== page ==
Herman Cain is officially out of consideration for a seat on the Federal Reserve Board after it was clear Republicans in the Senate would not support his candidacy, according to The Washington Post.
Donald Trump tweeted the news:
Cain, who ran for the GOP nomination for president in 2012, would have pretty much needed every Republican to back his nomination. But four Republicans said they would not vote for him, which made it a near-forgone conclusion that Trump didn’t have enough votes to push Cain over the threshold needed to be confirmed. Republicans have 53 seats in the Senate, and no Democrat was expected to back him.
His confirmation was an uphill battle from the start because he has more baggage than an airport full of fight delays. For one, economists, lawmakers and Wall Street investors questioned his credentials—a common critique of Trump appointees and the president himself—for the central bank. Another issue is the sexual harassment allegations from his 2012 presidential run that forced him to end his campaign. He has denied the allegations, but one of his accusers had agreed to testify at his confirmation hearing had it taken place.
Here is a little background on why Trump wanted Cain on the board, per The Post:
Trump was irate after the Fed raised interest rates multiple times in 2018, hikes that wound down the central bank’s decade-long effort to boost economic growth and fight unemployment after the Great Recession. The increases were aimed at guarding against future inflation and preserving the Fed’s ability to fight a future downturn, but Trump accused the central bank of unnecessarily constraining growth and triggering the stock market sell-off late last year.
Cain and Stephen Moore, Trump’s other planned pick to fill the remaining seats on the 7-member Fed board and another friend of the president’s, said they support lowering interest rates, a move that would boost growth in the run up to the president’s reelection campaign.
Trump has launched a series of attacks on the Fed, exhorting it to change course in a break with his immediate predecessors, who typically refrained from publicly weighing in on central bank policy to protect the Fed’s credibility.
As for Moore, CNN reports that he has a history making sexist remarks about women, saying that they should be banned from March Madness, according to a 2002 column in the conservative National Review:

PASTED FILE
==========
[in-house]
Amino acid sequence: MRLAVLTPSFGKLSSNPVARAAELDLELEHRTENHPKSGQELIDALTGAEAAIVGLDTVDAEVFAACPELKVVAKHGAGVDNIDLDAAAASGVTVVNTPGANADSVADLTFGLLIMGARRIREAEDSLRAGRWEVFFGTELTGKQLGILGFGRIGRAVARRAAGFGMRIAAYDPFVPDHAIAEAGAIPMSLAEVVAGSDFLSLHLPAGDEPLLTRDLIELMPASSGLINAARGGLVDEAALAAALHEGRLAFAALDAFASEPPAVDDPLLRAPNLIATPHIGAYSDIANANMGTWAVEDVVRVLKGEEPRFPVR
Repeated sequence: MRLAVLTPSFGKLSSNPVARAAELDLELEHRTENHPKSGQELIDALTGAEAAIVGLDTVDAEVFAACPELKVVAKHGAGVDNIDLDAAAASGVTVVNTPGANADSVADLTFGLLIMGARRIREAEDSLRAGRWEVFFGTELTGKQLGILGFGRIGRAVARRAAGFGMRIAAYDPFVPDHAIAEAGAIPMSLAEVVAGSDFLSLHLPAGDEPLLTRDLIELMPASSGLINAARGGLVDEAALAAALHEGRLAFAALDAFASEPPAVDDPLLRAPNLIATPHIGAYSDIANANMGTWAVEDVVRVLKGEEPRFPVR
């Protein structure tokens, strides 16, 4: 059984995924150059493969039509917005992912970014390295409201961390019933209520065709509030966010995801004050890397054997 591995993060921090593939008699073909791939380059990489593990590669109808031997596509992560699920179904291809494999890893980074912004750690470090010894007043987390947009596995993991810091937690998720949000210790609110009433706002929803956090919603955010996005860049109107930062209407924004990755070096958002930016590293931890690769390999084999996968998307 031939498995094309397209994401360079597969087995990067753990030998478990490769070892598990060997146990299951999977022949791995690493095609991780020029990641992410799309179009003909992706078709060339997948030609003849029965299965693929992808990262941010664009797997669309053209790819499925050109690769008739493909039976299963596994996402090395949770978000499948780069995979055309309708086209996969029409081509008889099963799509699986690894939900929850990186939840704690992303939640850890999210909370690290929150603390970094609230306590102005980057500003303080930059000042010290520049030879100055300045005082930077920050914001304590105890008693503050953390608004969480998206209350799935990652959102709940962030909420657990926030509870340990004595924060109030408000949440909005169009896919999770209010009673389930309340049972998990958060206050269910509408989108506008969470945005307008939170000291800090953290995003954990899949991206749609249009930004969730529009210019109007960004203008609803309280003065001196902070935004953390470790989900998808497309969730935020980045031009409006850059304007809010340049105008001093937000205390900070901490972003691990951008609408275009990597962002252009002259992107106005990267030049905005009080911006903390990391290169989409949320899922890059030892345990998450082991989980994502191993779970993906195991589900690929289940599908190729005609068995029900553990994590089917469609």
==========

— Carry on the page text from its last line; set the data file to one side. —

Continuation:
“Here’s the rule change I propose: No more women refs, no women announcers, no women beer venders, no women anything,” he wrote in March 2002. “There is, of course, an exception to this rule. Women are permitted to participate, if and only if, they look like Bonnie Bernstein. The fact that Bonnie knows nothing about basketball is entirely irrelevant.” He later wrote that Bernstein, a CBS sports journalist at the time, should wear halter tops.
And the column has more sexist commentary:
“How outrageous is this? This year they allowed a woman ref a men’s NCAA game. Liberals celebrate this breakthrough as a triumph for gender equity,” Moore wrote. “The NCAA has been touting this as example of how progressive they are. I see it as an obscenity. Is there no area in life where men can take vacation from women? What’s next? Women invited to bachelor parties? Women in combat? (Oh yeah, they’ve done that already.) Why can’t women ref the women’s games and men the men’s games. I can’t wait to see the first lady ref have a run in with Bobby Knight.”
You can read the CNN report for more background on Moore’s sexism, but I think you get the point. Trump, who has his own very detailed history of sexual harassment and assault allegations, has a habit of saying sexist things about women publicly. Makes sense that Trump would buddy with and try to give jobs to, well, sexist men and men accused of sexual harassment.
Cain didn’t make the cut this time. Maybe Moore is soon to follow.